La tradición afroamericana en Beloved de Toni Morrison

Isabel Durán Giménez-Rico
1989 Revista Alicantina de Estudios Ingleses  
This article is a critical study oí Beloved, Toni Morrison's latest novel, and winner of the 1987 Pulitzer Price. In it, I penétrate the linguistic wealth and the stylistic variety of the novel, trying to explore the Afroamerican tradition that pervades it. Themes such as slavery, the impact of the community, human relationships and love in all their facets, the search for one's roots, or the strength of the black female are on this occasion treated by Toni Morrison more bravely and openly than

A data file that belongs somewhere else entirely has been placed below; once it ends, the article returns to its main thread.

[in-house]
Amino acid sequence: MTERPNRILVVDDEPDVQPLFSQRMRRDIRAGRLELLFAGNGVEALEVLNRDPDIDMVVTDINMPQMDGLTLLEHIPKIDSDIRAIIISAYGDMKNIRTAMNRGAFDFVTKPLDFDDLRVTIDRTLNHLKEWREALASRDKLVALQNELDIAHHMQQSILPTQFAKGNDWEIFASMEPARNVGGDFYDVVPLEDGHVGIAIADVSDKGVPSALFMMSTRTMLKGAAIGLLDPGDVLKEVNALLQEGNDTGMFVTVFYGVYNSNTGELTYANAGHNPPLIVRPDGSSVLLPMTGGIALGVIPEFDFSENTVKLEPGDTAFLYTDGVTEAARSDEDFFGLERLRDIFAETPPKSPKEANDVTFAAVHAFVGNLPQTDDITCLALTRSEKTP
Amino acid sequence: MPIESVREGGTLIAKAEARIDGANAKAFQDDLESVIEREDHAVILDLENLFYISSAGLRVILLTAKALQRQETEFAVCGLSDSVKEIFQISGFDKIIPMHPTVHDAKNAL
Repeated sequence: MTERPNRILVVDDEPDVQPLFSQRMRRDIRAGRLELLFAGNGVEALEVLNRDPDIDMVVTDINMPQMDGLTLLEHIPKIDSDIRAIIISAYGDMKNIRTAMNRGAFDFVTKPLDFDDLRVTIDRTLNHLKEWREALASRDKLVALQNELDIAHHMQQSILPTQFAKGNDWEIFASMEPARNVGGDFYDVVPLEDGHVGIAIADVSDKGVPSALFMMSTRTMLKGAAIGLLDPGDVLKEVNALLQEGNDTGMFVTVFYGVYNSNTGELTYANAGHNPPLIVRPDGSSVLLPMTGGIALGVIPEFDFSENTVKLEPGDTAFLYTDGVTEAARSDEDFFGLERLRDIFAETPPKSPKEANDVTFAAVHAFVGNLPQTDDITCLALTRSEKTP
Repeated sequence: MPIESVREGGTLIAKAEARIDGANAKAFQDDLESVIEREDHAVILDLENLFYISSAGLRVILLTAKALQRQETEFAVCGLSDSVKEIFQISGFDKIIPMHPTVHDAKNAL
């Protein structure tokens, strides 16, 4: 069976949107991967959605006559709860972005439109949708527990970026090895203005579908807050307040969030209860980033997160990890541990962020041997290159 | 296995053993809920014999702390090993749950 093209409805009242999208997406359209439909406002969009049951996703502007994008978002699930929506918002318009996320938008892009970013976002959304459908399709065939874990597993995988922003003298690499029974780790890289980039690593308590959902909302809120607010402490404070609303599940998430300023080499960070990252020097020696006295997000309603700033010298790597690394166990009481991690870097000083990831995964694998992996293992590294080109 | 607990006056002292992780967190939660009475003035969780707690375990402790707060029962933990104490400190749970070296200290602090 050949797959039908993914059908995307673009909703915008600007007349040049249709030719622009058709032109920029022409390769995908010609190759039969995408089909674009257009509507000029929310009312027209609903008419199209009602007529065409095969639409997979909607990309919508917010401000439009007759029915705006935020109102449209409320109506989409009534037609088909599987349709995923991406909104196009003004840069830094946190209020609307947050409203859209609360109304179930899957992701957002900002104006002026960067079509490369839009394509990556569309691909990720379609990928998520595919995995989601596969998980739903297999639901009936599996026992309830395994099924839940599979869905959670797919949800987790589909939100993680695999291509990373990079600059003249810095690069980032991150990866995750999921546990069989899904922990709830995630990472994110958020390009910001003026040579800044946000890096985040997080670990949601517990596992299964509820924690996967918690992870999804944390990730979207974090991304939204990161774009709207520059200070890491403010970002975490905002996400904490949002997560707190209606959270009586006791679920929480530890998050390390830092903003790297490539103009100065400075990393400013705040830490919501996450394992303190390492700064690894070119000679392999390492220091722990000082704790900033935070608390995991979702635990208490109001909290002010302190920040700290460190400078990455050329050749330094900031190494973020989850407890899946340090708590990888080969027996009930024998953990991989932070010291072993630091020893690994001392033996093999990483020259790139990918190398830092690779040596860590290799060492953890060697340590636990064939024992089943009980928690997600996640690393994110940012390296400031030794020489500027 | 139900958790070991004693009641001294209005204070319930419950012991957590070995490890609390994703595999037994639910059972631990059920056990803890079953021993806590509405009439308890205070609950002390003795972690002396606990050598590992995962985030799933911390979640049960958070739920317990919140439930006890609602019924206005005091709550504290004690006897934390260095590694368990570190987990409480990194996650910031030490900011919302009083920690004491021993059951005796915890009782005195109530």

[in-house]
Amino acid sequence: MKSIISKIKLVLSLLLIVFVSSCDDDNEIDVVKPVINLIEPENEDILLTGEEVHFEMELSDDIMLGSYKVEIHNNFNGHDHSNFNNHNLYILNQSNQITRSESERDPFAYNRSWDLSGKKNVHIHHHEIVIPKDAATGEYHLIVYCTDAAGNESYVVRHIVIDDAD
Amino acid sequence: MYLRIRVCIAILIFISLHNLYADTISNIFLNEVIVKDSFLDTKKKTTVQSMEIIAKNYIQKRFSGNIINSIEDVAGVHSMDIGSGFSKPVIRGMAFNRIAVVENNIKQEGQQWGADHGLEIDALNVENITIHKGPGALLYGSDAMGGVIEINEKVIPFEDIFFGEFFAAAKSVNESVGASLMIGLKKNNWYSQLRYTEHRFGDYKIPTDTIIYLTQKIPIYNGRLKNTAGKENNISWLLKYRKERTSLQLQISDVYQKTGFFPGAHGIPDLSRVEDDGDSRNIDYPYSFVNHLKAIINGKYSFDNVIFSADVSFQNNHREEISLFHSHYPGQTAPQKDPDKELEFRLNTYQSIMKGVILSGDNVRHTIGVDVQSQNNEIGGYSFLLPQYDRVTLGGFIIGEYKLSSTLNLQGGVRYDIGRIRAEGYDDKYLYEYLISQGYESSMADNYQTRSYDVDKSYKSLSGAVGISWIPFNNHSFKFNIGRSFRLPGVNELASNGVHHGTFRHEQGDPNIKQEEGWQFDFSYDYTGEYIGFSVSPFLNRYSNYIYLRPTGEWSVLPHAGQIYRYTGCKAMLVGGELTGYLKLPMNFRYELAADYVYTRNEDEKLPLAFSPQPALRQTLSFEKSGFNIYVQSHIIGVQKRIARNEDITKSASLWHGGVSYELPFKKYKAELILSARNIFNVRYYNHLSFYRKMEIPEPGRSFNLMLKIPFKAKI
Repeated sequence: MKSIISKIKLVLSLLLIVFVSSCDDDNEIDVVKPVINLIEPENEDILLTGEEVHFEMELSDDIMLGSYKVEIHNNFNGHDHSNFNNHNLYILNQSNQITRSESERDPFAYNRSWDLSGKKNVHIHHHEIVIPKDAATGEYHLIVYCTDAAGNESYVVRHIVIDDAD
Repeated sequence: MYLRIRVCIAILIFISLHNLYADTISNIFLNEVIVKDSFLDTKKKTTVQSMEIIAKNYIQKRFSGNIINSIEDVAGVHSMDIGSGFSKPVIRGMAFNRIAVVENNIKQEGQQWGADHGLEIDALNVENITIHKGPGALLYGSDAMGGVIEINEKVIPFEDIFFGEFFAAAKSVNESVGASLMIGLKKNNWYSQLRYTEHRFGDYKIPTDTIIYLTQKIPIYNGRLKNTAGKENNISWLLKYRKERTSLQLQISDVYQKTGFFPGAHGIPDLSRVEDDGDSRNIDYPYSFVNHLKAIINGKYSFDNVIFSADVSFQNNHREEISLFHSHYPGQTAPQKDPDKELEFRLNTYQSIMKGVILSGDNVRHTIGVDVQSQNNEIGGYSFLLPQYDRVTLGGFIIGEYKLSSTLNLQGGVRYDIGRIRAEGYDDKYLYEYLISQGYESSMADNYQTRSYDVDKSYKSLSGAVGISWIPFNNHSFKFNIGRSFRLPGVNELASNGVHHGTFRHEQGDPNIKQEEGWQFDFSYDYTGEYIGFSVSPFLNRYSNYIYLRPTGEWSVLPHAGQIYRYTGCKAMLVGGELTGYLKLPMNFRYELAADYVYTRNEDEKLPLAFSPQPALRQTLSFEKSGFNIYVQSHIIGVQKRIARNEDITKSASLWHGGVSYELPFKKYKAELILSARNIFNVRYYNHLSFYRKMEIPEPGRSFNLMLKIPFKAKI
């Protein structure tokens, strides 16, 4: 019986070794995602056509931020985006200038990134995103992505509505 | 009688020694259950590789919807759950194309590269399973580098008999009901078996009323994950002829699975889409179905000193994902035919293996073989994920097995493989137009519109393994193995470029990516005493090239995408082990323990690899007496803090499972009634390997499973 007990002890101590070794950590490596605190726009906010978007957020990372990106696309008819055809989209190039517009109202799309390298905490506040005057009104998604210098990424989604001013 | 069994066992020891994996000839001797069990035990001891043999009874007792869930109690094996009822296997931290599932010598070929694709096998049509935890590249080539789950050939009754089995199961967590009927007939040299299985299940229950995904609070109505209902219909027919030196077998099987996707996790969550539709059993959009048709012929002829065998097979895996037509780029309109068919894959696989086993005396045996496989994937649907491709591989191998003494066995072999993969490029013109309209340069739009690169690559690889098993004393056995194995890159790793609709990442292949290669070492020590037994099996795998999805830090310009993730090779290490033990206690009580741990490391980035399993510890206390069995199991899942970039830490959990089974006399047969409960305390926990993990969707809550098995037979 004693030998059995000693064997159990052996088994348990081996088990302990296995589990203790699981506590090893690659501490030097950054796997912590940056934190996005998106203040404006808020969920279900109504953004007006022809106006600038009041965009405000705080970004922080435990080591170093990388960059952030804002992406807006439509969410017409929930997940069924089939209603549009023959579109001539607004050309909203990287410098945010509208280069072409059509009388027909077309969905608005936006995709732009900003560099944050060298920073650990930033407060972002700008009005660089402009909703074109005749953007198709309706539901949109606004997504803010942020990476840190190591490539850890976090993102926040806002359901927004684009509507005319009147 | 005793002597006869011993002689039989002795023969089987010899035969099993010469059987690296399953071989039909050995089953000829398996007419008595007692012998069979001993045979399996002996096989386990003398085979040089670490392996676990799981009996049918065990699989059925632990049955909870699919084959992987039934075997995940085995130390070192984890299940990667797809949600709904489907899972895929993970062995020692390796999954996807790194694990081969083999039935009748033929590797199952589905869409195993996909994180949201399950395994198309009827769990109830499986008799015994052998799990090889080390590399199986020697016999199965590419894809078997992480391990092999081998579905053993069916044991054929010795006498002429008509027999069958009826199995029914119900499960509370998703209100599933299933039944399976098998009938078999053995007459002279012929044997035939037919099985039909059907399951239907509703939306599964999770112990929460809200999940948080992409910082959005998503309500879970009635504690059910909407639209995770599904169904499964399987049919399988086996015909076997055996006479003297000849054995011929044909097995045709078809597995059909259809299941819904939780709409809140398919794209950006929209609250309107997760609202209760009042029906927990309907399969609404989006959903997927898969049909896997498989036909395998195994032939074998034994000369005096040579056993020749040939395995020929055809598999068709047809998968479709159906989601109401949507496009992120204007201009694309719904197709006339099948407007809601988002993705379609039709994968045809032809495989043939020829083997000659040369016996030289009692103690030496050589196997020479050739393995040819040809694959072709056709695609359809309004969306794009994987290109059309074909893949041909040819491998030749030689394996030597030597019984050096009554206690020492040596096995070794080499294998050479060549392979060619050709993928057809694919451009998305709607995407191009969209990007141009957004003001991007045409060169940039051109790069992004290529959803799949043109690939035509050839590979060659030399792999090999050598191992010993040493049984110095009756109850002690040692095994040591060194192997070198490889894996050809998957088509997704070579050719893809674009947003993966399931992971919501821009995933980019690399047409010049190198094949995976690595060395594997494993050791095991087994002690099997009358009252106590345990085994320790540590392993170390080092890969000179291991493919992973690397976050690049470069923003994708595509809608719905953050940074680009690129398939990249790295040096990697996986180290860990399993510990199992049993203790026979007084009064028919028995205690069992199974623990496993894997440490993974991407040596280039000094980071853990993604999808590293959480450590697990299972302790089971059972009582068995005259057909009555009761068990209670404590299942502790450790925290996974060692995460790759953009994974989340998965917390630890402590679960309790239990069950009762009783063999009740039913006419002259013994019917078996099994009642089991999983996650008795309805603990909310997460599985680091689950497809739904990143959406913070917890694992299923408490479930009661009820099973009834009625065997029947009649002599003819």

more » ... ely and openly than ever, and are surrounded by the evocative symbolism of the African folklore. All these ingredients form a magic story, but nontheless credible, which is a mixture of deep reflection, historie document and bitter cry of protest. Anything dead coming back to life hurts {Beloved, p. 35)
doi:10.14198/raei.1989.2.04 fatcat:vqioj46uizfzlnizfo3mk4evl4